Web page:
2017年4月22日 星期六

Istanbul



2014.2.1
Orhan Pamuk’s Istanbul

Orhan Pamuk’s Istanbul
“I belong to this city,” says the writer about his birthplace and longtime home. Join him on a deeply personal tour through Istanbul’s neighborhoods and his memories.


Spotlight:
 
Istanbul
Not Constantinople
Why was Constantinople's name changed to Istanbul? The city was founded as Byzantium by the Greeks around the 8th century BCE; in 330 CE, the emperor Constantine I made it the capital of the Byzantine Empire and renamed it Constantinople after himself. The city was conquered repeatedly over the centuries, until it was finally taken over by the Ottoman Empire. With the founding of the Republic of Turkey in 1923, the capital was moved to Angora and both towns were renamed. Angora became Ankara and Constantinople became Istanbul seven years later, on this date in 1930. Istanbul's most ancient section is the historic, walled quarter of Stambul. The name Istanbul comes from the Greek stimboli, meaning "to the city."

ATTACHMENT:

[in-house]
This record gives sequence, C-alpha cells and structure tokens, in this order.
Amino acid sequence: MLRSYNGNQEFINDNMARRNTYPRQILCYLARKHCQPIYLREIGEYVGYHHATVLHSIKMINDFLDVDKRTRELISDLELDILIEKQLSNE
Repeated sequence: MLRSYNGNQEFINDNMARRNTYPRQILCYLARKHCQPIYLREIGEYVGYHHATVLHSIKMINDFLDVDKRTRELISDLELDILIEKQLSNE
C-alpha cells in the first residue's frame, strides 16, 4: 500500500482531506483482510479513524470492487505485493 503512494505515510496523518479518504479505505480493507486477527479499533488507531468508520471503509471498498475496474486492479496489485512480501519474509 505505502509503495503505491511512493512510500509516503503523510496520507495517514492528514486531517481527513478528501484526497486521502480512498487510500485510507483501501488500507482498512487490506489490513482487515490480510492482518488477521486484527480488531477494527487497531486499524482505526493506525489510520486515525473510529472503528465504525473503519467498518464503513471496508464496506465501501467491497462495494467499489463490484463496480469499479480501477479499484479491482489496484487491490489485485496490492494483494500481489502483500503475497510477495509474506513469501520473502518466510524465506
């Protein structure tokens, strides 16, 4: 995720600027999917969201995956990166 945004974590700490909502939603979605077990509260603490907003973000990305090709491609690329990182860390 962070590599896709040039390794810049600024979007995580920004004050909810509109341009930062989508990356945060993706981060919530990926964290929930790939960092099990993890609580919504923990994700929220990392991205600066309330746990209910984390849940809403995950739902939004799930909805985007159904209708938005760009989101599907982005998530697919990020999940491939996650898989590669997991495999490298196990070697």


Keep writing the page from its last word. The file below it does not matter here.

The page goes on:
Quote:
"Why did they change it? I can't say. People just liked it better that way." — "Istanbul (Not Constantinople)," Jimmy Kennedy and Nat Simon

2017
Over the generations, its inhabitants have excelled in art and architecture, wielded political and spiritual power over big swathes of the world, and suffered in catastrophes ranging from earthquakes to fires

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